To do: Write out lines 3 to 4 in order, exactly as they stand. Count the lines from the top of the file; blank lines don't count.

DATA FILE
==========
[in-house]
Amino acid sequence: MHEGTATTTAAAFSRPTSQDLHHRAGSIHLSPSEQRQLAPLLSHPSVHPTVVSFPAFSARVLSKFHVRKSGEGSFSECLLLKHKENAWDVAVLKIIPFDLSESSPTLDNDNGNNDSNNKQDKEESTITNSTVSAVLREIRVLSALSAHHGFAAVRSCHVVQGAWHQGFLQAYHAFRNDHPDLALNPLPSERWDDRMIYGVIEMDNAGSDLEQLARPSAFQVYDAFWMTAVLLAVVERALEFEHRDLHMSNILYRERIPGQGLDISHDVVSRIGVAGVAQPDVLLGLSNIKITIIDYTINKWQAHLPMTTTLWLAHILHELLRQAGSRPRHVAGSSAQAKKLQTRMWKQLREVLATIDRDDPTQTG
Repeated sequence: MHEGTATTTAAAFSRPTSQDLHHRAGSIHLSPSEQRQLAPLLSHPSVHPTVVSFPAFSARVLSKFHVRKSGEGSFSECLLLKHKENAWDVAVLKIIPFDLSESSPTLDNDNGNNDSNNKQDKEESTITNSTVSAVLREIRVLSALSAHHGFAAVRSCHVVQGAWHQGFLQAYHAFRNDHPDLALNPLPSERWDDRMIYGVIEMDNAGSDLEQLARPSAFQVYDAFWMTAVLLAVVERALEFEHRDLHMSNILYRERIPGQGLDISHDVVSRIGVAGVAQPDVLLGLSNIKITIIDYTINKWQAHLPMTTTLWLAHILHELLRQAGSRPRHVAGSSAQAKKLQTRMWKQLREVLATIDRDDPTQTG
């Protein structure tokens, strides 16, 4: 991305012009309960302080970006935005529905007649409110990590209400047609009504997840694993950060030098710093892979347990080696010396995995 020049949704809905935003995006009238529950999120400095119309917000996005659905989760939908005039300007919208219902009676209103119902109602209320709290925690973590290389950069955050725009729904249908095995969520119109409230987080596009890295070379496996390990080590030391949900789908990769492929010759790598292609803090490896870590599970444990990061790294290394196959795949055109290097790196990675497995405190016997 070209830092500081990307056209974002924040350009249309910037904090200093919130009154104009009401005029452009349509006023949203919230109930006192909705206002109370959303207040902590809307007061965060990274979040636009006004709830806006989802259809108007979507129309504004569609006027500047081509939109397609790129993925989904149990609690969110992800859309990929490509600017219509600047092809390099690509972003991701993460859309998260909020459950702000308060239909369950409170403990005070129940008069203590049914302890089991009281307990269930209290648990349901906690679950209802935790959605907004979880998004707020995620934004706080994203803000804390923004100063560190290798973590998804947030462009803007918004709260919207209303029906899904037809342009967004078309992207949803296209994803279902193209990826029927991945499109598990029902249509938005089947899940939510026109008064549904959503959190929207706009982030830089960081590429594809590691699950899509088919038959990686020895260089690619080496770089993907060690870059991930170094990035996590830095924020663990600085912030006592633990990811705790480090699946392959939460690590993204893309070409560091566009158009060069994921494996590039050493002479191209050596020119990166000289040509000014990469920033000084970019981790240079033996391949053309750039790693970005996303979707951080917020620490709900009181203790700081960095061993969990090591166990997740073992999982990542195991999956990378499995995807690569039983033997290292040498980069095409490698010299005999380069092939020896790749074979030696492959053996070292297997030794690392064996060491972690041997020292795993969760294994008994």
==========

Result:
Repeated sequence: MHEGTATTTAAAFSRPTSQDLHHRAGSIHLSPSEQRQLAPLLSHPSVHPTVVSFPAFSARVLSKFHVRKSGEGSFSECLLLKHKENAWDVAVLKIIPFDLSESSPTLDNDNGNNDSNNKQDKEESTITNSTVSAVLREIRVLSALSAHHGFAAVRSCHVVQGAWHQGFLQAYHAFRNDHPDLALNPLPSERWDDRMIYGVIEMDNAGSDLEQLARPSAFQVYDAFWMTAVLLAVVERALEFEHRDLHMSNILYRERIPGQGLDISHDVVSRIGVAGVAQPDVLLGLSNIKITIIDYTINKWQAHLPMTTTLWLAHILHELLRQAGSRPRHVAGSSAQAKKLQTRMWKQLREVLATIDRDDPTQTG
């Protein structure tokens, strides 16, 4: 991305012009309960302080970006935005529905007649409110990590209400047609009504997840694993950060030098710093892979347990080696010396995995 020049949704809905935003995006009238529950999120400095119309917000996005659905989760939908005039300007919208219902009676209103119902109602209320709290925690973590290389950069955050725009729904249908095995969520119109409230987080596009890295070379496996390990080590030391949900789908990769492929010759790598292609803090490896870590599970444990990061790294290394196959795949055109290097790196990675497995405190016997 070209830092500081990307056209974002924040350009249309910037904090200093919130009154104009009401005029452009349509006023949203919230109930006192909705206002109370959303207040902590809307007061965060990274979040636009006004709830806006989802259809108007979507129309504004569609006027500047081509939109397609790129993925989904149990609690969110992800859309990929490509600017219509600047092809390099690509972003991701993460859309998260909020459950702000308060239909369950409170403990005070129940008069203590049914302890089991009281307990269930209290648990349901906690679950209802935790959605907004979880998004707020995620934004706080994203803000804390923004100063560190290798973590998804947030462009803007918004709260919207209303029906899904037809342009967004078309992207949803296209994803279902193209990826029927991945499109598990029902249509938005089947899940939510026109008064549904959503959190929207706009982030830089960081590429594809590691699950899509088919038959990686020895260089690619080496770089993907060690870059991930170094990035996590830095924020663990600085912030006592633990990811705790480090699946392959939460690590993204893309070409560091566009158009060069994921494996590039050493002479191209050596020119990166000289040509000014990469920033000084970019981790240079033996391949053309750039790693970005996303979707951080917020620490709900009181203790700081960095061993969990090591166990997740073992999982990542195991999956990378499995995807690569039983033997290292040498980069095409490698010299005999380069092939020896790749074979030696492959053996070292297997030794690392064996060491972690041997020292795993969760294994008994």